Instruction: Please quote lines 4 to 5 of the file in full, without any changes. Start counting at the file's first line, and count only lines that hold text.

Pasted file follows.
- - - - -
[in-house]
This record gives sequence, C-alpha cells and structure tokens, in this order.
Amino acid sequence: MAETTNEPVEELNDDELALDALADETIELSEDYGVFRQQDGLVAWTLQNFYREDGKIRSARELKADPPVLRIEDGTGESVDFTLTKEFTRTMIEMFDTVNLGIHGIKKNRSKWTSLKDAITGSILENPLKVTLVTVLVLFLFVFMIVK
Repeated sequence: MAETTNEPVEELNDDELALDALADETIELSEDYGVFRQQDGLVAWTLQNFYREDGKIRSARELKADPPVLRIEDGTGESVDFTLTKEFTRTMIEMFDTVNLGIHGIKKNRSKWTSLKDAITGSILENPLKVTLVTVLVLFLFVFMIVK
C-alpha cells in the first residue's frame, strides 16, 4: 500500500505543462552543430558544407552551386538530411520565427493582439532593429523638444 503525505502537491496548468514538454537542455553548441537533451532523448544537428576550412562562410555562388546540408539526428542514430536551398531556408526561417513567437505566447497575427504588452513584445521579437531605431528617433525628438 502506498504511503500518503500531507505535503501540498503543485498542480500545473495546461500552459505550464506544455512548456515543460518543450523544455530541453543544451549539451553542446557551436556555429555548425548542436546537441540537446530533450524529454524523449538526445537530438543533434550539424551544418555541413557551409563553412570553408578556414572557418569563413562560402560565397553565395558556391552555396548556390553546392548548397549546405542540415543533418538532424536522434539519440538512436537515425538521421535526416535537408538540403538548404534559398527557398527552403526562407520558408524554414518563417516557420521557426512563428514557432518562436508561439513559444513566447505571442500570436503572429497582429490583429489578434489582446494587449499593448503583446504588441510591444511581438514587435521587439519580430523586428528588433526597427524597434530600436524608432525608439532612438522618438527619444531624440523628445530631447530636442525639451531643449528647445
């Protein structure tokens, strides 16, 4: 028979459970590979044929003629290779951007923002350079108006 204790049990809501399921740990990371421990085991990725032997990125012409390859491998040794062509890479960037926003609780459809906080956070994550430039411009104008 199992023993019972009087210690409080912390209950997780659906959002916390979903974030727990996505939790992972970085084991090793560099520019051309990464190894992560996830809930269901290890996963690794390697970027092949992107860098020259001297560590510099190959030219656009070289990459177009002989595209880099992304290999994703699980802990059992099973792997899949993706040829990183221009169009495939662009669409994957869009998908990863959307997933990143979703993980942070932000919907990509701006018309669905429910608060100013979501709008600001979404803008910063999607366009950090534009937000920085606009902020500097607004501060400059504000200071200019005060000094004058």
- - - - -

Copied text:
Repeated sequence: MAETTNEPVEELNDDELALDALADETIELSEDYGVFRQQDGLVAWTLQNFYREDGKIRSARELKADPPVLRIEDGTGESVDFTLTKEFTRTMIEMFDTVNLGIHGIKKNRSKWTSLKDAITGSILENPLKVTLVTVLVLFLFVFMIVK
C-alpha cells in the first residue's frame, strides 16, 4: 500500500505543462552543430558544407552551386538530411520565427493582439532593429523638444 503525505502537491496548468514538454537542455553548441537533451532523448544537428576550412562562410555562388546540408539526428542514430536551398531556408526561417513567437505566447497575427504588452513584445521579437531605431528617433525628438 502506498504511503500518503500531507505535503501540498503543485498542480500545473495546461500552459505550464506544455512548456515543460518543450523544455530541453543544451549539451553542446557551436556555429555548425548542436546537441540537446530533450524529454524523449538526445537530438543533434550539424551544418555541413557551409563553412570553408578556414572557418569563413562560402560565397553565395558556391552555396548556390553546392548548397549546405542540415543533418538532424536522434539519440538512436537515425538521421535526416535537408538540403538548404534559398527557398527552403526562407520558408524554414518563417516557420521557426512563428514557432518562436508561439513559444513566447505571442500570436503572429497582429490583429489578434489582446494587449499593448503583446504588441510591444511581438514587435521587439519580430523586428528588433526597427524597434530600436524608432525608439532612438522618438527619444531624440523628445530631447530636442525639451531643449528647445